She said: ‘If we get into a situation where it is unacceptable and we do need to put back further restrictions, then that of course is something the Government will look at.’

Operations have also been cancelled in Newcastle and Leeds, while in Sunderland staff have been asked to consider postponing holidays.

Hospitals in London have reopened Covid units to deal with rising admissions.

It comes as British holidaymakers in Ibiza are dashing back to the UK before Monday’s 4am quarantine deadline after ministers announced plans to strike Spain’s Balearic Islands off the Government’s green list of foreign travel destinations – despite having lower Covid rates than Britain.

Passengers could be seen queueing at a clinic in San Antonio to get PCR tests and racing to Ibiza Airport today, after Transport Secretary Grant Shapps announced Ibiza, Majorca and Menorca will be demoted to the amber list.

Flight prices from the islands have soared by as much as nine times, with budget airline Ryanair’s morning and evening trips from Palma de Mallorca to Manchester Airport rocketing from just £12 at the start of Wednesday to nearly £110, an hour before Mr Shapps’ announcement.

Saturday’s mid-afternoon British Airway flight from Ibiza to London Heathrow was priced at around £115. Within two hours, tickets for the same journey had increased to £220 – a 92 per cent increase.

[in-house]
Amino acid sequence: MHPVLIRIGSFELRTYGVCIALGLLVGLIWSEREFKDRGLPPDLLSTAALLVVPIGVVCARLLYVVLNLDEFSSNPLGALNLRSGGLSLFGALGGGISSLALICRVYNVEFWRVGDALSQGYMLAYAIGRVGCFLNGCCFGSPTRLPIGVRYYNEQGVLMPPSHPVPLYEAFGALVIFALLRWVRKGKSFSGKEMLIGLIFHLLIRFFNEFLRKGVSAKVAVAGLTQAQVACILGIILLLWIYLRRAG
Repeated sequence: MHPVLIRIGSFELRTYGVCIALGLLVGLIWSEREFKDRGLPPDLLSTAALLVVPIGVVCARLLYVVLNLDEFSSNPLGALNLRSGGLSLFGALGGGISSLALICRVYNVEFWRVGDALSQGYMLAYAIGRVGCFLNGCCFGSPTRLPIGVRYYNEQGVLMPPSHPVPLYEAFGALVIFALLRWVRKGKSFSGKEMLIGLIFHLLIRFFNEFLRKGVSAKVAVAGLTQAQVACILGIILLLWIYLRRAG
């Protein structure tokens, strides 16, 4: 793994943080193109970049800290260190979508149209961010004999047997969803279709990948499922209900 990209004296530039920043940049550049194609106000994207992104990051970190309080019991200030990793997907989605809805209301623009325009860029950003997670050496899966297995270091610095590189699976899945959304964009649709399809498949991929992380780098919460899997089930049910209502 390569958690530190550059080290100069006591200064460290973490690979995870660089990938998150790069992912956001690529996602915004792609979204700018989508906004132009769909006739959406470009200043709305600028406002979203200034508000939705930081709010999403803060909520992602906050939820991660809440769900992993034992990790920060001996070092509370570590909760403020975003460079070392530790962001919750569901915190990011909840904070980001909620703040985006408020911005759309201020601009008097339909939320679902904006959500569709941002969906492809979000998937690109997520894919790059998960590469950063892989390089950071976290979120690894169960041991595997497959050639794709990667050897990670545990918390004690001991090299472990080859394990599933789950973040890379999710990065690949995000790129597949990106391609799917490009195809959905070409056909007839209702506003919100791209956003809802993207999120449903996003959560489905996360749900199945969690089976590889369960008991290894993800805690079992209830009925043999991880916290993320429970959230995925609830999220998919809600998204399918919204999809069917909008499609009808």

On the last easyJet flight from Menorca to Gatwick before the deadline, the last three seats on the passenger carrier cost £118 – around two-thirds more than the preannouncement fare, the Independent reports.

Double-vaccinated people will still be able to return from the Balearics quarantine free, even though they are on the amber list, when travel rules change on Monday. But the move will be a blow to younger holidaymakers who are not yet fully jabbed and will now have to quarantine on their return to the UK or cancel their booking altogether.

Air industry bosses lined up to blast the Government’s ‘bitterly disappointing’ move, while MPs warned that the ‘on and off again’ decision-making was ‘creating huge uncertainty in the sector’ and could lead to a jobs bloodbath in the autumn.

Furious Twitter users accused the Government of ‘taking the pi**’ and complained there is ‘absolutely no point going abroad’ until next year. One wrote: ‘We’re staying in the UK this year. We decided to not even try to go abroad, too much hassle, quarantines etc… and way too expensive’.

Holidaymakers in Spain’s Balearic Islands are now scrambling back to the UK to beat the latest quarantine deadline at 4am on Monday, July 19 – when most legal restrictions are due to be scrapped on England’s so-called ‘Freedom Day’.

TUI UK and Jet2 Holidays told MailOnline that they are not cancelling trips to Ibiza, Majorca and Menorca but blasted the sudden move. A spokesman for Jet2 Holidays said: ‘Hardworking customers and families continue to be judged by a different and stricter set of rules when it comes to taking their well-deserved holidays. Travel is not, and should not be, the preserve of the wealthy and powerful.’

One unvaccinated couple told MailOnline they would have to cancel their trip to Ibiza to reunite with their grandchildren for the first time since the pandemic began, now that self-isolation rules for returning travellers are being re-imposed on the Balearics.

Another family who are due to fly to Menorca on Friday revealed that they were now stuck in limbo with travel agents and airlines refusing to offer refunds. Others who flew out from Gatwick said they were already considering cutting their holidays short to bypass the 10-day home quarantine.